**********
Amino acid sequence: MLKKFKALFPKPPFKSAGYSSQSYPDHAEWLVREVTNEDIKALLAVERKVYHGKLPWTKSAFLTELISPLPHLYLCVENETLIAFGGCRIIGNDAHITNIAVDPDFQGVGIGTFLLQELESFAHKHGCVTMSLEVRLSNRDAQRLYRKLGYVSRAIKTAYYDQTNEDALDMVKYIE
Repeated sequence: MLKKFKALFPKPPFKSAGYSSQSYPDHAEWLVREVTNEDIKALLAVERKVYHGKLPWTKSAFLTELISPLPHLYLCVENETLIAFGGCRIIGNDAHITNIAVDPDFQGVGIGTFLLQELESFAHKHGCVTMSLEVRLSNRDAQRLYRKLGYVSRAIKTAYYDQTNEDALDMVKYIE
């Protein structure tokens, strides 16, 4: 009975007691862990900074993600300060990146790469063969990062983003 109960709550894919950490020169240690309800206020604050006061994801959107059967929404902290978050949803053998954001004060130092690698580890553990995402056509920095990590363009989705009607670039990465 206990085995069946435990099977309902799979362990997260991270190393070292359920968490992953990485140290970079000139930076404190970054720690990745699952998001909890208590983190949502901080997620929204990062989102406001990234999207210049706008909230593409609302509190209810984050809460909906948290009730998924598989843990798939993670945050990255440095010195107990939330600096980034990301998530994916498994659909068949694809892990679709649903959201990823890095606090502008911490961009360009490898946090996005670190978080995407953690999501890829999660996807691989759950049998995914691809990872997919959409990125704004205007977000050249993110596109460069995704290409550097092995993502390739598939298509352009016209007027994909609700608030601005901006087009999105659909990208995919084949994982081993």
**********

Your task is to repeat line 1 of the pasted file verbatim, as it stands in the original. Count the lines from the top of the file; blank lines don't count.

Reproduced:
Amino acid sequence: MLKKFKALFPKPPFKSAGYSSQSYPDHAEWLVREVTNEDIKALLAVERKVYHGKLPWTKSAFLTELISPLPHLYLCVENETLIAFGGCRIIGNDAHITNIAVDPDFQGVGIGTFLLQELESFAHKHGCVTMSLEVRLSNRDAQRLYRKLGYVSRAIKTAYYDQTNEDALDMVKYIE